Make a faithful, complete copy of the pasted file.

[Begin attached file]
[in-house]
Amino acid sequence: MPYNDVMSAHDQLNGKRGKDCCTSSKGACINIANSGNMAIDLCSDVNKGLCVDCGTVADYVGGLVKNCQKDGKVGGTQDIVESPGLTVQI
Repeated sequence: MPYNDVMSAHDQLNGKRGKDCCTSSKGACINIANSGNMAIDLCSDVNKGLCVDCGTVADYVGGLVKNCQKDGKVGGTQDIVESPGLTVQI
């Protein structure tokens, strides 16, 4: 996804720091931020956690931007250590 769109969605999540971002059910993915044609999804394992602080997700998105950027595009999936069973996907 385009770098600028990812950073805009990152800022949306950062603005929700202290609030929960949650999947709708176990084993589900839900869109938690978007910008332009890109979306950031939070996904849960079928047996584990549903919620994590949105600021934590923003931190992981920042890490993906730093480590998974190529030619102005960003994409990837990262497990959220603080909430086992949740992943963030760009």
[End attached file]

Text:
[in-house]
Amino acid sequence: MPYNDVMSAHDQLNGKRGKDCCTSSKGACINIANSGNMAIDLCSDVNKGLCVDCGTVADYVGGLVKNCQKDGKVGGTQDIVESPGLTVQI
Repeated sequence: MPYNDVMSAHDQLNGKRGKDCCTSSKGACINIANSGNMAIDLCSDVNKGLCVDCGTVADYVGGLVKNCQKDGKVGGTQDIVESPGLTVQI
């Protein structure tokens, strides 16, 4: 996804720091931020956690931007250590 769109969605999540971002059910993915044609999804394992602080997700998105950027595009999936069973996907 385009770098600028990812950073805009990152800022949306950062603005929700202290609030929960949650999947709708176990084993589900839900869109938690978007910008332009890109979306950031939070996904849960079928047996584990549903919620994590949105600021934590923003931190992981920042890490993906730093480590998974190529030619102005960003994409990837990262497990959220603080909430086992949740992943963030760009």